Wildlife Rescue and Rehabilitation

While the Alberta SPCA helps domestic animals and wildlife kept in captivity, we want to ensure all animals are treated humanely in our province. In order to help wildlife in distress, we've compiled some helpful information and contact details below.

Injured Wildlife

Unless a wild animal is in immediate danger, it is usually best to leave it alone. To get specific information, check the list below for the wildlife rehabilitation centre nearest you.

Young Wildlife

That baby jackrabbit or fawn may not be orphaned, so it’s usually best to leave the animal where it is. Mother deer and hares often leave their young on their own so their scent doesn’t attract predator. If the young animal appears sick or injured, or if it is in an unsafe location, ask someone at a wildlife rehabilitation centre what to do.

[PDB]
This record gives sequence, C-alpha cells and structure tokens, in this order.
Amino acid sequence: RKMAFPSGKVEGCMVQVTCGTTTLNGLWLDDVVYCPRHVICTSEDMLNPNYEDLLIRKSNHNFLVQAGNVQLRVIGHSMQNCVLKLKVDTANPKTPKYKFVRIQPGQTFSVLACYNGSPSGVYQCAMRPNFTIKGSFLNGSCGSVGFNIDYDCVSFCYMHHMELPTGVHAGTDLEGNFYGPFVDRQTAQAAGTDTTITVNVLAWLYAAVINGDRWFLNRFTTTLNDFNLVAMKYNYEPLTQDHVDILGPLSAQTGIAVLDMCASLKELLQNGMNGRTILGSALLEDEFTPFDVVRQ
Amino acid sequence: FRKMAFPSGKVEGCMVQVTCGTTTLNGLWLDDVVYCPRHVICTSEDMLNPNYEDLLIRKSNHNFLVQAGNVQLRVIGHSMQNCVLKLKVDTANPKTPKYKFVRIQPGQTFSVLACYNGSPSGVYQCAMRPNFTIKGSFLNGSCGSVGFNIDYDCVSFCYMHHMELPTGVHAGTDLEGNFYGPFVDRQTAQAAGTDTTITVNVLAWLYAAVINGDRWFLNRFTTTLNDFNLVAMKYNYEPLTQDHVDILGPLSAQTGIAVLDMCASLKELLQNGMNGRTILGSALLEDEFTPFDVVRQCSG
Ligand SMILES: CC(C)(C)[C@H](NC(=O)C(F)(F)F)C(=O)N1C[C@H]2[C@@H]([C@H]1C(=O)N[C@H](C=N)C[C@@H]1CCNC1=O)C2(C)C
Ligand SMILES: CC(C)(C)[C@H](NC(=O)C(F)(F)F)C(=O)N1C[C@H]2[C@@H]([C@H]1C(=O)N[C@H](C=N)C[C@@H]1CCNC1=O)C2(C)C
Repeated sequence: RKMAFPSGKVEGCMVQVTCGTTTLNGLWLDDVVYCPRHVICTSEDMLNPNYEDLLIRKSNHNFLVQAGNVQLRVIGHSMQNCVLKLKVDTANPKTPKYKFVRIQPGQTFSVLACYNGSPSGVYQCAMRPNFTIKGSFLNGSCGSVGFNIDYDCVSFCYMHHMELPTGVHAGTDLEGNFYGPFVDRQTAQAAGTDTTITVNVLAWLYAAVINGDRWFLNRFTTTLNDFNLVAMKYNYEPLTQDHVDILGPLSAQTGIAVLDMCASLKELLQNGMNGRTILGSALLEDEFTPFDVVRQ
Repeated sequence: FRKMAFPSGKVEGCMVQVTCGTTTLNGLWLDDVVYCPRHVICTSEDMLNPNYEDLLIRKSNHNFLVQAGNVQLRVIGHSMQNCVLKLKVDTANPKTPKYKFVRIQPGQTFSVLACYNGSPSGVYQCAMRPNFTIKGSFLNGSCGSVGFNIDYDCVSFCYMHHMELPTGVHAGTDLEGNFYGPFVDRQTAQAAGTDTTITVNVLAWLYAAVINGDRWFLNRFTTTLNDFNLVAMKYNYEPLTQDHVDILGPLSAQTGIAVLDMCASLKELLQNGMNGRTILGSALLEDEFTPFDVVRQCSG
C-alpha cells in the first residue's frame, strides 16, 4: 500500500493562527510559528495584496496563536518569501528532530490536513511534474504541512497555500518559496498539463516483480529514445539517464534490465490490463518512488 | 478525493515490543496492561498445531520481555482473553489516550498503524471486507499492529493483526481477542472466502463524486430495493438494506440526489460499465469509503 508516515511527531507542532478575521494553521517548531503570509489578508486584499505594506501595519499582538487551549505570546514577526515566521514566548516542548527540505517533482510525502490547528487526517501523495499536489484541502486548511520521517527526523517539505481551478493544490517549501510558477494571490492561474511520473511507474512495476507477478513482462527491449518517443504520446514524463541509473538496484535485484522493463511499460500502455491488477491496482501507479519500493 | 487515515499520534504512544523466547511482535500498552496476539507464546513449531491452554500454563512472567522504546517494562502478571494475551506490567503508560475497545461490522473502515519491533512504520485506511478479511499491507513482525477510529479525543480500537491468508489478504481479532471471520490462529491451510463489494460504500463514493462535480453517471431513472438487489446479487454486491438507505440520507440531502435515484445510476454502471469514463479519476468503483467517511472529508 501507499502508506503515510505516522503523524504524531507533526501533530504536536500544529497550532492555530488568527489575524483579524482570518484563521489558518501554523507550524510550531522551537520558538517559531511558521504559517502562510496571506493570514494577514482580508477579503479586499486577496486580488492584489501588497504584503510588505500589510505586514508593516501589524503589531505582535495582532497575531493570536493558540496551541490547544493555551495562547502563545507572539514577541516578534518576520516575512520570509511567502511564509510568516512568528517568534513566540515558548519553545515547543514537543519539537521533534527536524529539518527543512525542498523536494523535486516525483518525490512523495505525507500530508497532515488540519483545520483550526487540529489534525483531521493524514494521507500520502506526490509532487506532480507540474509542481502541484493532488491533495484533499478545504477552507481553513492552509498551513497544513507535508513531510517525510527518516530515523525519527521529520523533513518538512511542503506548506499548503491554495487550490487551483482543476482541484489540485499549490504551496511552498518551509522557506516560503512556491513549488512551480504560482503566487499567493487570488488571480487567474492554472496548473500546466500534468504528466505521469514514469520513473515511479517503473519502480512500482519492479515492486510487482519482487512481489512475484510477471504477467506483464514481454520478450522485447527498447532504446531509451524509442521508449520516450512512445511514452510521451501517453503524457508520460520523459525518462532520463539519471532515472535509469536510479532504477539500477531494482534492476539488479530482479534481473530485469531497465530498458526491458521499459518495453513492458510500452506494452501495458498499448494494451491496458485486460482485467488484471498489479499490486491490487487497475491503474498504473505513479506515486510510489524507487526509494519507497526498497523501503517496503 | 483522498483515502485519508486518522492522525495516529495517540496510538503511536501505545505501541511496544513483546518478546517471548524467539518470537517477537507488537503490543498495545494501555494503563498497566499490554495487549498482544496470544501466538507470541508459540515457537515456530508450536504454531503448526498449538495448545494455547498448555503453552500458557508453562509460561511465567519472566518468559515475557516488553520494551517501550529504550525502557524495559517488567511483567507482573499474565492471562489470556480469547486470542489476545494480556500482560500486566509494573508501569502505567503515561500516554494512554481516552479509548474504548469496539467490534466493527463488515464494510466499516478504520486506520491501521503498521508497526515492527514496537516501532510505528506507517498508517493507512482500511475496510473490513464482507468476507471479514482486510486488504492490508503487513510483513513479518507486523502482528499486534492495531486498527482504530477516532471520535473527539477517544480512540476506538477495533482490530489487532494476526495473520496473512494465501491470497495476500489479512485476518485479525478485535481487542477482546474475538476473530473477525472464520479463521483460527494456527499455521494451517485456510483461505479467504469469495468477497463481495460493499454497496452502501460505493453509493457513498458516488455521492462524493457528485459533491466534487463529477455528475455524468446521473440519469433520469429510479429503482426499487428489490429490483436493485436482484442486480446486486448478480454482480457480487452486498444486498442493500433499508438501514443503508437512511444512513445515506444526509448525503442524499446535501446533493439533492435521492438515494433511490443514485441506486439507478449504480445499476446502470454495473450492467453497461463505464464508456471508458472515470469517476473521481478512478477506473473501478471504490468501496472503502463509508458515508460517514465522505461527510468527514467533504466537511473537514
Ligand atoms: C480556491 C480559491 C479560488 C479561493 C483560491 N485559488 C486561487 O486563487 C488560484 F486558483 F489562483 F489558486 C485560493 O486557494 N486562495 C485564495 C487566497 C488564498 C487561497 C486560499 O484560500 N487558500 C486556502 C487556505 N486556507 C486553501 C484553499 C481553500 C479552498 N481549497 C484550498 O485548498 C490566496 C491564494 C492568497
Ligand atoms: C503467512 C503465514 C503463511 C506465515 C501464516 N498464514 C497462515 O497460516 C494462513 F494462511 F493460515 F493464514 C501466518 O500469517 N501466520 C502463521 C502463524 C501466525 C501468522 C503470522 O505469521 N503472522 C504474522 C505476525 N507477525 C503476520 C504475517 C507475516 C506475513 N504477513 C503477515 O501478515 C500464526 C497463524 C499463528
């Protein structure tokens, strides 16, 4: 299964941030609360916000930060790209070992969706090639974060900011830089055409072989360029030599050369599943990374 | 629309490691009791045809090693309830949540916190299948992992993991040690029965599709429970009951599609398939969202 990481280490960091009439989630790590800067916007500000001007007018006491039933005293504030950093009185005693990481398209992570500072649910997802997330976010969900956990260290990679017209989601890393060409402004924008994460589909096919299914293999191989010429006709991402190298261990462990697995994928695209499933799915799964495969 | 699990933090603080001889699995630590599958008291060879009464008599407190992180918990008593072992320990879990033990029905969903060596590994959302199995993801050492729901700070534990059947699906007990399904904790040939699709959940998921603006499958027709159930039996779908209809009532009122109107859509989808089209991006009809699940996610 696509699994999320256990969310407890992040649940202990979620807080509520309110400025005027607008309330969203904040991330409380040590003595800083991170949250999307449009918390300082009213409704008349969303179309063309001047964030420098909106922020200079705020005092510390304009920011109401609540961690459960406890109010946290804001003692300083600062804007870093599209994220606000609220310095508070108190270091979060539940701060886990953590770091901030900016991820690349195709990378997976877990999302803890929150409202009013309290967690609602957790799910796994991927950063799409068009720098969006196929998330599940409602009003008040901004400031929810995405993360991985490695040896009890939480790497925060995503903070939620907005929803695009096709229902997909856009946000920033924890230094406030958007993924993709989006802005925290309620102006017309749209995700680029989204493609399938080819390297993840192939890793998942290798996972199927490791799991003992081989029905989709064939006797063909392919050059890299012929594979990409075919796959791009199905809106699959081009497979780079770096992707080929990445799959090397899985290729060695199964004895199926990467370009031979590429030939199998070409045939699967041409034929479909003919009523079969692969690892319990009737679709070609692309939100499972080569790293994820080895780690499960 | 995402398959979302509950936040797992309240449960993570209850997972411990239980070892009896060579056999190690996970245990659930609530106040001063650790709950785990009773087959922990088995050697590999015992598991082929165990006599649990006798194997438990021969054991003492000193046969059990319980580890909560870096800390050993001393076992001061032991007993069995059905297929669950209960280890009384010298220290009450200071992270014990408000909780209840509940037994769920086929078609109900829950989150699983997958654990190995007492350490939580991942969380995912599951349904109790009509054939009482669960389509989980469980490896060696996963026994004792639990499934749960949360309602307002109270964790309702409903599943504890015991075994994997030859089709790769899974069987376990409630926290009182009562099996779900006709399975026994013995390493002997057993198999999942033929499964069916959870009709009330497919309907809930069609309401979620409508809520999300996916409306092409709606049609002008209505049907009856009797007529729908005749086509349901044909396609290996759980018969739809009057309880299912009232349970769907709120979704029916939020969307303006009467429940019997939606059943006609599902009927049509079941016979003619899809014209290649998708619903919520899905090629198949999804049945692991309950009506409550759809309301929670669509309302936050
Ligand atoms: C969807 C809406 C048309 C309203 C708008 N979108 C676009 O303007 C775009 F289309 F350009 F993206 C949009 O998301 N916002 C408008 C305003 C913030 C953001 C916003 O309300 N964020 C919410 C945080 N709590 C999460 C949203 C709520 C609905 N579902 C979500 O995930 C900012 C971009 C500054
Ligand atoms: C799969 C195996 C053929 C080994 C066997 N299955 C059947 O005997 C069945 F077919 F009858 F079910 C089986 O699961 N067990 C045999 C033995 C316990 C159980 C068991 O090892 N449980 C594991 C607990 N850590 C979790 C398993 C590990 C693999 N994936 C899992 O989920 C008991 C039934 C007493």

Wildlife Rehab Centres

Alberta Birds of Prey Centre

Alberta Institute for Wildlife Conservation

Calgary Wildlife Rehabilitation Society

Cochrane Ecological Institute

Medicine River Wildlife Centre

Strathcona Raptor Shelter: Alberta Society for Injured Birds of Prey

WILDNorth: Northern Alberta Wildlife Rescue and Rehabilitation